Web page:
The Department of Mechanics and Engineering Science in Penn’s state have informed the public of the possibility of stretchable systems that harvest energy from motion and breathing to power health monitoring devices. The departmental research is led by Cheng and Quiggle, two experts in Nano Energy.
Stretchable diagnostic and health-monitoring devices
Cheng explained that the supercapacitors and batteries currently powering stretchable and wearable devices have multiple shortcomings, such as limited stretchability and low energy density.
Micro-supercapacitors are the way forward. They provide the option for sensors to be self-powered without batteries. This is more environmentally friendly and ultimately cost-effective.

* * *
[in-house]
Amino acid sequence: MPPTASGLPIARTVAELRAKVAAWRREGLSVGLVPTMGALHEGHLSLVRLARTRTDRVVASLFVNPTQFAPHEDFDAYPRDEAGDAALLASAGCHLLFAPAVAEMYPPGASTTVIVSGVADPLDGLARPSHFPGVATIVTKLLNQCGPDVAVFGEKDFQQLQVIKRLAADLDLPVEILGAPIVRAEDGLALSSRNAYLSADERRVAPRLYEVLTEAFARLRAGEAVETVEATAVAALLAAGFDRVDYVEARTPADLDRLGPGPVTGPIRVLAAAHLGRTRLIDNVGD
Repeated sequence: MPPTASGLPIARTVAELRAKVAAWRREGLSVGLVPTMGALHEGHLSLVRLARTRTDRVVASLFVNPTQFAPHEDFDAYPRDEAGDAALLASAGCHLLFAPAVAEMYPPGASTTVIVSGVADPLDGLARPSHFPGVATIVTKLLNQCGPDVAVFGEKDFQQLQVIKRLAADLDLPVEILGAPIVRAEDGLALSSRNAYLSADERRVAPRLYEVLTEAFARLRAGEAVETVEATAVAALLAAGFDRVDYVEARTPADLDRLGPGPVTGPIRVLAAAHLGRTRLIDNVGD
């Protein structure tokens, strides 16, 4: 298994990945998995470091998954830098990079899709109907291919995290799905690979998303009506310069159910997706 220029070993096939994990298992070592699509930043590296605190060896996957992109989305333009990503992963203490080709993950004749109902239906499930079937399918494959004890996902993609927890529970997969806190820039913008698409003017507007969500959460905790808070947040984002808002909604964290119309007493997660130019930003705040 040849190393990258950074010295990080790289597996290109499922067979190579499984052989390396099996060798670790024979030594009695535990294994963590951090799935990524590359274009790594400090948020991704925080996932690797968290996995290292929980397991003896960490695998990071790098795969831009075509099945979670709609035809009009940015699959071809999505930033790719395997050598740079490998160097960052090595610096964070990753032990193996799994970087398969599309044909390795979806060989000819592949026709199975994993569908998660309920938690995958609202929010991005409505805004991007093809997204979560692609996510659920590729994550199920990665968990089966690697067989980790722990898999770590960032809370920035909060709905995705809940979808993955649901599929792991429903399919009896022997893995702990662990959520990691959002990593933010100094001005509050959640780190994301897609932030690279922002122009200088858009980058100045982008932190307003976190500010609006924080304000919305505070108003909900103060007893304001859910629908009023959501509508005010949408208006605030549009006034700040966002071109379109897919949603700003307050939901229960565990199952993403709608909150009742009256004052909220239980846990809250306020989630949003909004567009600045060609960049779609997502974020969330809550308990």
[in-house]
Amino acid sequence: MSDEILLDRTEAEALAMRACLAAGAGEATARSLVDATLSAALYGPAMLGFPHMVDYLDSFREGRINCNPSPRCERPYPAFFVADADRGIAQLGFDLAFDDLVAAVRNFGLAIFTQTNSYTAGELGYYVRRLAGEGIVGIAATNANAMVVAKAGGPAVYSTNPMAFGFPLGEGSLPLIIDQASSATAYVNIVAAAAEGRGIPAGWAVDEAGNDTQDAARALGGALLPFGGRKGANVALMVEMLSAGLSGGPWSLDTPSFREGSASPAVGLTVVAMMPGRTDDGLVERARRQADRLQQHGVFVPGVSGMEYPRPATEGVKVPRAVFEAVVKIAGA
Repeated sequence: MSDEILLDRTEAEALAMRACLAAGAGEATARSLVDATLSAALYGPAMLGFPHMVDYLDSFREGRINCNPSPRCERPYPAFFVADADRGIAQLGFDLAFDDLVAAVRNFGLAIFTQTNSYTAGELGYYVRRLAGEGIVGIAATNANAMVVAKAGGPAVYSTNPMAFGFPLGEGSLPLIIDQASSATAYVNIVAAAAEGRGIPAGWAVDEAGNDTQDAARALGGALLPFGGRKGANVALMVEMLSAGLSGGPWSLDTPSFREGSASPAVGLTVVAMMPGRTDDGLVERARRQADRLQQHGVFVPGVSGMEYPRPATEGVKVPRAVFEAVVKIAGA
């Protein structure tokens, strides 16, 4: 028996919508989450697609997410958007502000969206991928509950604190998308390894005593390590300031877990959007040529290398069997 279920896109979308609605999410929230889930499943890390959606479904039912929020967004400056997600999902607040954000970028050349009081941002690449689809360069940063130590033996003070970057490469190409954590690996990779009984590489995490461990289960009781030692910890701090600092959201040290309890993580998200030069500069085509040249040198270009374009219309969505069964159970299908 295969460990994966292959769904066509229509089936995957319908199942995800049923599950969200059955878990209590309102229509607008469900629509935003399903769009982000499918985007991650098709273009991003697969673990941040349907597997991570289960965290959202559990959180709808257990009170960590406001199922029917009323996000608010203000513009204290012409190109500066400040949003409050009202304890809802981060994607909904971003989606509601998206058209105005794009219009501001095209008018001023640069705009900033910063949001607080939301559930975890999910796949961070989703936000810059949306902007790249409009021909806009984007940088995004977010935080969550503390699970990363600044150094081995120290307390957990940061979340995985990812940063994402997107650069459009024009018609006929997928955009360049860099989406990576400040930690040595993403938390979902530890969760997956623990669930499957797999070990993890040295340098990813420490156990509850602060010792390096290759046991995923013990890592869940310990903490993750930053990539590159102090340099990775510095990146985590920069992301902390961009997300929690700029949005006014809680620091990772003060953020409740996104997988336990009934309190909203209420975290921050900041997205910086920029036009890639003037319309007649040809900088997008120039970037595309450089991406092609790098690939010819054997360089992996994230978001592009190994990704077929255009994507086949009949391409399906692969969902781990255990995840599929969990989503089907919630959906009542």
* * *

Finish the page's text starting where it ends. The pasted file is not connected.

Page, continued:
Micro-supercapacitors have smaller footprints, can discharge and charge rapidly, and have high power densities. Being storage devices for energy, they are adequate alternatives to replace or complement lithium-ion batteries in wearables.
Mechanical Movements Converted Into Electrical Energy
Triboelectric nanogenerators were integrated into the system by researchers, converting mechanical movements into electrical energy. This is the core idea for self-powered systems. This system enables wireless charging via everyday motions of the individual.
The combination of sensors with graphene-based strain and triboelectric nanogenerators with micro-supercapacitors arrays powers the sensors for wearable and stretchable medical devices.